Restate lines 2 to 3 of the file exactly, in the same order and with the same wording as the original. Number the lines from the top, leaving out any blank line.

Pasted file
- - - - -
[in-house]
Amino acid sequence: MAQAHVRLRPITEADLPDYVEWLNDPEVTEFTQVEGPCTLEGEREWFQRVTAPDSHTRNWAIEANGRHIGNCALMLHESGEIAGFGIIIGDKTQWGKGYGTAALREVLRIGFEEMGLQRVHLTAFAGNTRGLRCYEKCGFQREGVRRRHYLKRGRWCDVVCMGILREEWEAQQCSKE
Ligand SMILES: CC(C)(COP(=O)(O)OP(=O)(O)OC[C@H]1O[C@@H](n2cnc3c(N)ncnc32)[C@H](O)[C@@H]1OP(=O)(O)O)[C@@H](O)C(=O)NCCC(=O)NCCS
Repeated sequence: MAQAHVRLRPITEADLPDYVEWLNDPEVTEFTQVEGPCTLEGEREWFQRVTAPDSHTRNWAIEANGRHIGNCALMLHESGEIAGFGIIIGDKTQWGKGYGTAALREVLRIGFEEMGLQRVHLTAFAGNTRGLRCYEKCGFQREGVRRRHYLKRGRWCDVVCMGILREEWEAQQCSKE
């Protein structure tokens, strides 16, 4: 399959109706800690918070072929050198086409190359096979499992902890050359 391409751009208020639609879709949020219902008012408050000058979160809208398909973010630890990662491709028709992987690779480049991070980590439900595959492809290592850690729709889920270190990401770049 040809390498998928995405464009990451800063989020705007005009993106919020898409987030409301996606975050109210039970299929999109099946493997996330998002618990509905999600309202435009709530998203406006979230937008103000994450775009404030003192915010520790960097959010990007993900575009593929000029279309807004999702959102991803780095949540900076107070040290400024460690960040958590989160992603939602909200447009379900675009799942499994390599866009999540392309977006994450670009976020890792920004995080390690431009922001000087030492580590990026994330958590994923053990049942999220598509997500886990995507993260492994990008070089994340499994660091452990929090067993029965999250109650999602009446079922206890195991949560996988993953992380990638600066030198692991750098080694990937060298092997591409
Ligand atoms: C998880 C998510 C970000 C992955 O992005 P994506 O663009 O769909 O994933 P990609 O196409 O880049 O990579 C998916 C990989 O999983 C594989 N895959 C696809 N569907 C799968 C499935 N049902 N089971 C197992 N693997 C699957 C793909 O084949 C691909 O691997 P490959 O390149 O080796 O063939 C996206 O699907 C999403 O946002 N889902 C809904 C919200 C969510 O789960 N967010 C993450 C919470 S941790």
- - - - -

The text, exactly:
Amino acid sequence: MAQAHVRLRPITEADLPDYVEWLNDPEVTEFTQVEGPCTLEGEREWFQRVTAPDSHTRNWAIEANGRHIGNCALMLHESGEIAGFGIIIGDKTQWGKGYGTAALREVLRIGFEEMGLQRVHLTAFAGNTRGLRCYEKCGFQREGVRRRHYLKRGRWCDVVCMGILREEWEAQQCSKE
Ligand SMILES: CC(C)(COP(=O)(O)OP(=O)(O)OC[C@H]1O[C@@H](n2cnc3c(N)ncnc32)[C@H](O)[C@@H]1OP(=O)(O)O)[C@@H](O)C(=O)NCCC(=O)NCCS